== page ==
The sunk cost fallacy in professional sports
One of the more troubling moves over the last few decades has been the power struggle that professional teams have been having with local governments in order to get better rent deals or capital infusions in new stadiums. The struggle goes something like this
• The team’s lease is up or stadium is two decades old;
• The team argues that it needs new financial terms in order to remain in the community;
• When governments balk, the owners start to negotiate with other communities and counties outside of their tax region to move the team there, and
• The region either caves and invests more money, or they don’t and the team moves.
Want a recent example? Consider that Calgary City Council gave $290.4 million towards a new stadium after the team threatened to “just leave,” at the same time they’re cutting city services and laying people off due to a budget shortfall.
Other very public examples include the Atlanta Braves moving from one county to another to get a new stadium, the Twin Cities getting threatened before agreeing to contribute $500 million towards a new football stadium, and teams like the Baltimore Colts and San Diego Chargers moving to different cities to get new stadiums when local councils said no.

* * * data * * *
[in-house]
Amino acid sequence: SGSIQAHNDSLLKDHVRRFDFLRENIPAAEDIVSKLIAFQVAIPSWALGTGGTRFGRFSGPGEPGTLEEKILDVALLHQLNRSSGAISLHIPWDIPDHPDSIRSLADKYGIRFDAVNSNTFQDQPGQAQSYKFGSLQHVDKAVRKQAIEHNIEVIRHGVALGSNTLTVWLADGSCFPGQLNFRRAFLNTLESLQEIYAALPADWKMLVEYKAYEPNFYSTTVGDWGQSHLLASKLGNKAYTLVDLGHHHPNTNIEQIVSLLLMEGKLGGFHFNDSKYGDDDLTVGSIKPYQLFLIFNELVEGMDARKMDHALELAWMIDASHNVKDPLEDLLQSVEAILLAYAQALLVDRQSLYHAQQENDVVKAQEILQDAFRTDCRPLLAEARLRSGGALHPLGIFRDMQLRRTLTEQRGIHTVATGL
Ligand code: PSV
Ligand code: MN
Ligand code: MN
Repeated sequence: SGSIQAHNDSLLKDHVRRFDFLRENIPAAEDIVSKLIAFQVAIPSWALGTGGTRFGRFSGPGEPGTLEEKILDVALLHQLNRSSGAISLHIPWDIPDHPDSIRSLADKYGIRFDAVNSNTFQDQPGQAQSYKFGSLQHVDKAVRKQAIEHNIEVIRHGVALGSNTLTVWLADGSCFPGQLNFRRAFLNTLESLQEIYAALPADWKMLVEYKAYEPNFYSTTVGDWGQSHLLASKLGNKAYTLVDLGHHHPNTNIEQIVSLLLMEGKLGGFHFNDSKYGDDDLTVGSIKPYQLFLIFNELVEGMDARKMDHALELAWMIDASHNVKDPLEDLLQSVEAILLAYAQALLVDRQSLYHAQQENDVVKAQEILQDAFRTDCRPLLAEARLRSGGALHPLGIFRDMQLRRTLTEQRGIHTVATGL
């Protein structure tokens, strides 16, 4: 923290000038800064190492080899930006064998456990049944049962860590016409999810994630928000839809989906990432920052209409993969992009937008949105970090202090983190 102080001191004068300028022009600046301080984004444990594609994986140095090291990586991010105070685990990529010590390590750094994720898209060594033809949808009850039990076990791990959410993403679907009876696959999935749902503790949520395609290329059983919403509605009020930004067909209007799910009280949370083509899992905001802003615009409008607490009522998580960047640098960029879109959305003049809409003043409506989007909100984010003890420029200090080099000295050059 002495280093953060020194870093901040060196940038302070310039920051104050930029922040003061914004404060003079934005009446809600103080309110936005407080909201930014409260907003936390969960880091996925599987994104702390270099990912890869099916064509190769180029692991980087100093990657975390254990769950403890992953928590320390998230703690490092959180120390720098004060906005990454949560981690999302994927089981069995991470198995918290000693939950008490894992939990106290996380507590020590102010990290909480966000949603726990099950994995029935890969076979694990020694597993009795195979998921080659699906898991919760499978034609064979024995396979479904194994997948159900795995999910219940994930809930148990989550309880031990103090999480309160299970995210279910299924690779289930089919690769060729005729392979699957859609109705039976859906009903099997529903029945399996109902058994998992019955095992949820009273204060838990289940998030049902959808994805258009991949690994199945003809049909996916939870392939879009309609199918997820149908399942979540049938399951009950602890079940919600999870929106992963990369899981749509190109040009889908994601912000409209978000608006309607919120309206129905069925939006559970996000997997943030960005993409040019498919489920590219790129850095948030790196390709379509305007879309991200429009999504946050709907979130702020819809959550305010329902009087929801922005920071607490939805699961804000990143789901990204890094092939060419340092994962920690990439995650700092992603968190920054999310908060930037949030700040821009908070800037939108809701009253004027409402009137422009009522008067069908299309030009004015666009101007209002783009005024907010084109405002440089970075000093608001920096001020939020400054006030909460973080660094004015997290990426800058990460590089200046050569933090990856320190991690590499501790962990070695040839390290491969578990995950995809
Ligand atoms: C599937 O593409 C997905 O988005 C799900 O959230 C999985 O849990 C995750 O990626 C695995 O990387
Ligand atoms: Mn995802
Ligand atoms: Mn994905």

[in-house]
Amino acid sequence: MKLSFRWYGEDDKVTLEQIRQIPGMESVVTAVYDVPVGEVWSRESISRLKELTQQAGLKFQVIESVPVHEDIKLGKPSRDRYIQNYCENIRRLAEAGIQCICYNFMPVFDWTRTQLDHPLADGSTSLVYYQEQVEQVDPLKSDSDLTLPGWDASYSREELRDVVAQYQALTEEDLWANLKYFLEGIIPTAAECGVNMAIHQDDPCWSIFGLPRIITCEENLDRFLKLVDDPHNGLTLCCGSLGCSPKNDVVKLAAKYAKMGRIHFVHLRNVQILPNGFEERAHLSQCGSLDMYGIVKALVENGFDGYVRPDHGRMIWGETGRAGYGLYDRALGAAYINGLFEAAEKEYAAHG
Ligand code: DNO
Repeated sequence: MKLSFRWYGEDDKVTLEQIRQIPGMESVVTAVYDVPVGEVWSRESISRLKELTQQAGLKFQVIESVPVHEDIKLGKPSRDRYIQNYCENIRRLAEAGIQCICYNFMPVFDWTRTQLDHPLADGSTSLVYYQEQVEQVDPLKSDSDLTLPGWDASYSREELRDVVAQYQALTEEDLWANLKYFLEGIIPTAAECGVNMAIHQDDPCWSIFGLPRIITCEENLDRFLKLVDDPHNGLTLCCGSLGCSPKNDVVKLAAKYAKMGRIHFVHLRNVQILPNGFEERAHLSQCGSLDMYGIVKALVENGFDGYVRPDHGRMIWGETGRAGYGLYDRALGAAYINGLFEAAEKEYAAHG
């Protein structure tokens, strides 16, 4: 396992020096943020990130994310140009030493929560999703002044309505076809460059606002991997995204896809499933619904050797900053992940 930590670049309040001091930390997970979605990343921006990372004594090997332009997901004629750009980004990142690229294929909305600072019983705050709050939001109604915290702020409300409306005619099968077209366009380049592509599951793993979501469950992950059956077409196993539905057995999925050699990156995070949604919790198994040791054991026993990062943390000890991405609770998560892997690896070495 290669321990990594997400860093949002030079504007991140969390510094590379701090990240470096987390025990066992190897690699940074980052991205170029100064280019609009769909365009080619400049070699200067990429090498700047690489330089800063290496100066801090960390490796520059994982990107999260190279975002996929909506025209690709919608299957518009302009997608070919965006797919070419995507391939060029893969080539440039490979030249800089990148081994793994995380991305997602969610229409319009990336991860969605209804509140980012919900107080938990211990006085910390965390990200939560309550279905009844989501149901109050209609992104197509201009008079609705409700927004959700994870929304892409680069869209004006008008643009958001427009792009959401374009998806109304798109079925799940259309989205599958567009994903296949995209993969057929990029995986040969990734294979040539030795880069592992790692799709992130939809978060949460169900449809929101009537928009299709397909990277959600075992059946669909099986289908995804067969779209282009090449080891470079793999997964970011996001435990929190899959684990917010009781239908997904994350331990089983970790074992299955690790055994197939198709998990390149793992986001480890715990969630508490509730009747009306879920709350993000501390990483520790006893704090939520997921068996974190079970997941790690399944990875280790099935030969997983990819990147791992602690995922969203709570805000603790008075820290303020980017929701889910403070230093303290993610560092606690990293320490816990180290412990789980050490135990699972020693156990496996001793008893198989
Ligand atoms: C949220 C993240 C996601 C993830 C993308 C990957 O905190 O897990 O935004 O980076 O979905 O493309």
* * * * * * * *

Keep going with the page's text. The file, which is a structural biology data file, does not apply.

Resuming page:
For another relevant example, you can check out a January 8th, 2018 issue of Morning File where Tim Bousquet outlines SSE founding partner Anthony Leblanc’s history with the city of Glendale, Arizona and leveraging the prospect of leaving to get a new arena deal. That should worry Halifax residents greatly.
The reality is if you think having a professional CFL sports team is part of what makes your city “world class” — this despite the fact nobody in the world but Canada has rights to broadcast CFL games — and you pony up money to help build a stadium, you surely are going to do what it takes to stay “world class” and get a return on that investment.
This is what is known as the sunk cost fallacy — that past investments justify further expenditures.
So when the team shows up in 10 years requiring upgrades to its facilities to attract customers, or a renegotiation to its tax rate or rent payments to remain competitive, the prospect of the team either folding or being moved will be put on the table and Halifax Council will get to chose between an empty stadium and the loss of a “world class” asset and deepened financial support that staff are not recommending right now.
Perhaps the Schooners will use the Moncton stadium they’ll potentially use in 2021 as a way to get there.
David Fleming is an economist.